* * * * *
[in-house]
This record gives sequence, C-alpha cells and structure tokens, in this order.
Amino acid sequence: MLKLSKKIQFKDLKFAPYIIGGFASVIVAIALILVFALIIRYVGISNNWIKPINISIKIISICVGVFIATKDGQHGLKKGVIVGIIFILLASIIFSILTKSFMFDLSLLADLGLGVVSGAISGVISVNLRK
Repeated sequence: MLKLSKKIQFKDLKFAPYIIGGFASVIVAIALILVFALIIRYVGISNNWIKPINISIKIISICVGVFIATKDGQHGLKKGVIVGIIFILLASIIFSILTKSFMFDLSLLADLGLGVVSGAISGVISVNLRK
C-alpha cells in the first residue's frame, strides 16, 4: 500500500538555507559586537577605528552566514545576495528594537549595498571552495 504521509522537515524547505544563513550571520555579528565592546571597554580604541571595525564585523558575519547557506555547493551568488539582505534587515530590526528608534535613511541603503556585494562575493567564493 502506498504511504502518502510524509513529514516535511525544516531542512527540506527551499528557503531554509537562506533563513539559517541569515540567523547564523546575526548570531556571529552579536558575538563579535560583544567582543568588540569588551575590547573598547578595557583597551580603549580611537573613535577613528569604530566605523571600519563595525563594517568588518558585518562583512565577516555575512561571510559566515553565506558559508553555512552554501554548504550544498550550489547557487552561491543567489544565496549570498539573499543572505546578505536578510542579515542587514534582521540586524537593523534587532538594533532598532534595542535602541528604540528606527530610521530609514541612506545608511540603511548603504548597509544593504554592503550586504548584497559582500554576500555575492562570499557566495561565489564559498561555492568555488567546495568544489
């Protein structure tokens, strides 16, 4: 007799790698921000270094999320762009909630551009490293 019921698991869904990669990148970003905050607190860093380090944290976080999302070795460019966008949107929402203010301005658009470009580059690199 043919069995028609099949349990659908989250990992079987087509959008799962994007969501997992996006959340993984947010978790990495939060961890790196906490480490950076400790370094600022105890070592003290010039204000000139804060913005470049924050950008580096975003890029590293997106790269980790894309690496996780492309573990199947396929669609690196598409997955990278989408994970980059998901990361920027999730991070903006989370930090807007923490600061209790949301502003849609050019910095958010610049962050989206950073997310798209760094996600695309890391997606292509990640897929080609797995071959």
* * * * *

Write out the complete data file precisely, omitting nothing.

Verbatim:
[in-house]
This record gives sequence, C-alpha cells and structure tokens, in this order.
Amino acid sequence: MLKLSKKIQFKDLKFAPYIIGGFASVIVAIALILVFALIIRYVGISNNWIKPINISIKIISICVGVFIATKDGQHGLKKGVIVGIIFILLASIIFSILTKSFMFDLSLLADLGLGVVSGAISGVISVNLRK
Repeated sequence: MLKLSKKIQFKDLKFAPYIIGGFASVIVAIALILVFALIIRYVGISNNWIKPINISIKIISICVGVFIATKDGQHGLKKGVIVGIIFILLASIIFSILTKSFMFDLSLLADLGLGVVSGAISGVISVNLRK
C-alpha cells in the first residue's frame, strides 16, 4: 500500500538555507559586537577605528552566514545576495528594537549595498571552495 504521509522537515524547505544563513550571520555579528565592546571597554580604541571595525564585523558575519547557506555547493551568488539582505534587515530590526528608534535613511541603503556585494562575493567564493 502506498504511504502518502510524509513529514516535511525544516531542512527540506527551499528557503531554509537562506533563513539559517541569515540567523547564523546575526548570531556571529552579536558575538563579535560583544567582543568588540569588551575590547573598547578595557583597551580603549580611537573613535577613528569604530566605523571600519563595525563594517568588518558585518562583512565577516555575512561571510559566515553565506558559508553555512552554501554548504550544498550550489547557487552561491543567489544565496549570498539573499543572505546578505536578510542579515542587514534582521540586524537593523534587532538594533532598532534595542535602541528604540528606527530610521530609514541612506545608511540603511548603504548597509544593504554592503550586504548584497559582500554576500555575492562570499557566495561565489564559498561555492568555488567546495568544489
């Protein structure tokens, strides 16, 4: 007799790698921000270094999320762009909630551009490293 019921698991869904990669990148970003905050607190860093380090944290976080999302070795460019966008949107929402203010301005658009470009580059690199 043919069995028609099949349990659908989250990992079987087509959008799962994007969501997992996006959340993984947010978790990495939060961890790196906490480490950076400790370094600022105890070592003290010039204000000139804060913005470049924050950008580096975003890029590293997106790269980790894309690496996780492309573990199947396929669609690196598409997955990278989408994970980059998901990361920027999730991070903006989370930090807007923490600061209790949301502003849609050019910095958010610049962050989206950073997310798209760094996600695309890391997606292509990640897929080609797995071959």